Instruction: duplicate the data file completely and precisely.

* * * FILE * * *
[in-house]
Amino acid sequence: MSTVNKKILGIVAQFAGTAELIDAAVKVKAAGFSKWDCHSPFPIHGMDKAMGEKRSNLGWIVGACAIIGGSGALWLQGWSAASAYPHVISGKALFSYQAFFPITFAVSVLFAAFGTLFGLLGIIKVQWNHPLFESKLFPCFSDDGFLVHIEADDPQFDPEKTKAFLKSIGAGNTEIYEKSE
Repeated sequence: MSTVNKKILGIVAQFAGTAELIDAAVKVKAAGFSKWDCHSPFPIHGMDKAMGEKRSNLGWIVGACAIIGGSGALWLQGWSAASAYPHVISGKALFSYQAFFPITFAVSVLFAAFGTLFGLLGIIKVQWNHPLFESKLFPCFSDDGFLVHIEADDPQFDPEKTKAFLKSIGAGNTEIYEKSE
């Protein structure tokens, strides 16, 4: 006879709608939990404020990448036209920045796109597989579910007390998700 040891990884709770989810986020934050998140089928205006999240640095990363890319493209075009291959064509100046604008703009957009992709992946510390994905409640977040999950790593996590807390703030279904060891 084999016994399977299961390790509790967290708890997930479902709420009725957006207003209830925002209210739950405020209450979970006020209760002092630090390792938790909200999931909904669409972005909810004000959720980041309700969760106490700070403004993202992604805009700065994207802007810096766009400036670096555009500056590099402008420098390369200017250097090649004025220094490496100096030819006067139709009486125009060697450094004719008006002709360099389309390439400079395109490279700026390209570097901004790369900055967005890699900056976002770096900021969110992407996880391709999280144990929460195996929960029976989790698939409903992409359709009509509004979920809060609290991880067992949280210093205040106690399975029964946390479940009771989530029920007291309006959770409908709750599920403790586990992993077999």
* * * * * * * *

[in-house]
Amino acid sequence: MSTVNKKILGIVAQFAGTAELIDAAVKVKAAGFSKWDCHSPFPIHGMDKAMGEKRSNLGWIVGACAIIGGSGALWLQGWSAASAYPHVISGKALFSYQAFFPITFAVSVLFAAFGTLFGLLGIIKVQWNHPLFESKLFPCFSDDGFLVHIEADDPQFDPEKTKAFLKSIGAGNTEIYEKSE
Repeated sequence: MSTVNKKILGIVAQFAGTAELIDAAVKVKAAGFSKWDCHSPFPIHGMDKAMGEKRSNLGWIVGACAIIGGSGALWLQGWSAASAYPHVISGKALFSYQAFFPITFAVSVLFAAFGTLFGLLGIIKVQWNHPLFESKLFPCFSDDGFLVHIEADDPQFDPEKTKAFLKSIGAGNTEIYEKSE
């Protein structure tokens, strides 16, 4: 006879709608939990404020990448036209920045796109597989579910007390998700 040891990884709770989810986020934050998140089928205006999240640095990363890319493209075009291959064509100046604008703009957009992709992946510390994905409640977040999950790593996590807390703030279904060891 084999016994399977299961390790509790967290708890997930479902709420009725957006207003209830925002209210739950405020209450979970006020209760002092630090390792938790909200999931909904669409972005909810004000959720980041309700969760106490700070403004993202992604805009700065994207802007810096766009400036670096555009500056590099402008420098390369200017250097090649004025220094490496100096030819006067139709009486125009060697450094004719008006002709360099389309390439400079395109490279700026390209570097901004790369900055967005890699900056976002770096900021969110992407996880391709999280144990929460195996929960029976989790698939409903992409359709009509509004979920809060609290991880067992949280210093205040106690399975029964946390479940009771989530029920007291309006959770409908709750599920403790586990992993077999």